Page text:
Managing leafy green safety from adenoviruses and enteroviruses in irrigation water

Jennifer Pearce-Walker, Kelly R. Bright, Robert A. Canales, Amanda M. Wilson, Marc P. Verhougstraete

Research output: Contribution to journalArticlepeer-review

2 Scopus citations

Abstract

Irrigation water regulations use Escherichia coli as an indicator of fecal contamination. However, it is well documented that bacterial indicators may not be ideal for predicting viral pathogen presence. Viral pathogens survive relatively long periods in water, are resistant to treatment processes, and cause a large number of illnesses annually. Therefore, this study explored the application of quantitative microbial risk assessment (QMRA) to understand adenovirus and enterovirus concentration limits in irrigation water to achieve an acceptable annual risk estimate of 1 infection per 10,000 exposures. A two-step approach was used to define target viral concentrations: 1) a risk model describing infection from consuming irrigated leafy greens and 2) optimization of the risk model using Monte Carlo simulation to define viral concentrations with an output risk value of 1 × 10−4. Our QMRA estimates target concentrations for adenoviruses and enteroviruses would be 6.9 × 10−3 and 1.5 genome copies/100 mL irrigation water, respectively. Improving the accuracy of the risk model will require a more robust survey of enteric viruses in irrigation waters and dose-response models specific for adenoviruses and enteroviruses present throughout the farm-to-fork continuum. This research contributes to the important step of adapting irrigation water monitoring practices to more accurately represent viral pathogens’ role in foodborne outbreaks.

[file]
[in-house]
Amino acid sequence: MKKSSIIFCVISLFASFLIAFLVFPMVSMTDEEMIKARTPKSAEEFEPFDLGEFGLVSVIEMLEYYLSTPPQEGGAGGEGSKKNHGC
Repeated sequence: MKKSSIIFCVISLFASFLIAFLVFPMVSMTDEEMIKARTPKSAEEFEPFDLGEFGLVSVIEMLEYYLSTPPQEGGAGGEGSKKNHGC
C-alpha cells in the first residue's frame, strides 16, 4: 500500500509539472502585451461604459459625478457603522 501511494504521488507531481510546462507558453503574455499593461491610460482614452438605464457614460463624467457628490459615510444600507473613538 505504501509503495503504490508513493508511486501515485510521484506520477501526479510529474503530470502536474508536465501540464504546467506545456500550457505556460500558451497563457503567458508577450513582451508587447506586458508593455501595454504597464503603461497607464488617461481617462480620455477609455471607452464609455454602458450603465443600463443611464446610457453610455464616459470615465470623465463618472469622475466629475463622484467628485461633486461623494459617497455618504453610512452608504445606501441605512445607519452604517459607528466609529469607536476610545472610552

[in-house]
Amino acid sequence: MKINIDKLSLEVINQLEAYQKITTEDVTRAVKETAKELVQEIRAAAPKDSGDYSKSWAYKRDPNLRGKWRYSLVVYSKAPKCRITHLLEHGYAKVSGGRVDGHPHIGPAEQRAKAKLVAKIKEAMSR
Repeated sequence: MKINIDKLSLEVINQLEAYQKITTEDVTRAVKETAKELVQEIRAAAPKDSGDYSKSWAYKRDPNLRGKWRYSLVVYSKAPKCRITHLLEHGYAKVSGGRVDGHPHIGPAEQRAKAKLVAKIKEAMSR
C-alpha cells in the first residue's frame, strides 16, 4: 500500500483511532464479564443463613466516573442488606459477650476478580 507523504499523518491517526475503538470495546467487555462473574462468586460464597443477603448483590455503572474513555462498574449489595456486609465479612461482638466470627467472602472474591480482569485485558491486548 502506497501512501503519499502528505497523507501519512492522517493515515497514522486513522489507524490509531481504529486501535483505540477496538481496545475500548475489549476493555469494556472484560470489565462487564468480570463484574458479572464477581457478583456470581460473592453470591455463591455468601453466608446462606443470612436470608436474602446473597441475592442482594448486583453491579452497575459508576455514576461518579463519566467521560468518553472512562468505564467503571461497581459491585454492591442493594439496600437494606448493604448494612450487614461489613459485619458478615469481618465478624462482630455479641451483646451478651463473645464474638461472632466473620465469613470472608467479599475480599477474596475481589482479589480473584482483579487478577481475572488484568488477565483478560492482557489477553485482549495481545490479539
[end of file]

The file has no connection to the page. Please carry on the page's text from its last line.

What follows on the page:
Original languageEnglish (US)
Article number106272
JournalAgricultural Water Management
Volume240
DOIs
StatePublished - Oct 1 2020

Keywords

  • Adenovirus
  • Enterovirus
  • Food safety
  • Irrigation water
  • Leafy greens
  • Produce safety
  • Quantitative microbial risk assessment

ASJC Scopus subject areas

  • Agronomy and Crop Science
  • Water Science and Technology
  • Soil Science
  • Earth-Surface Processes

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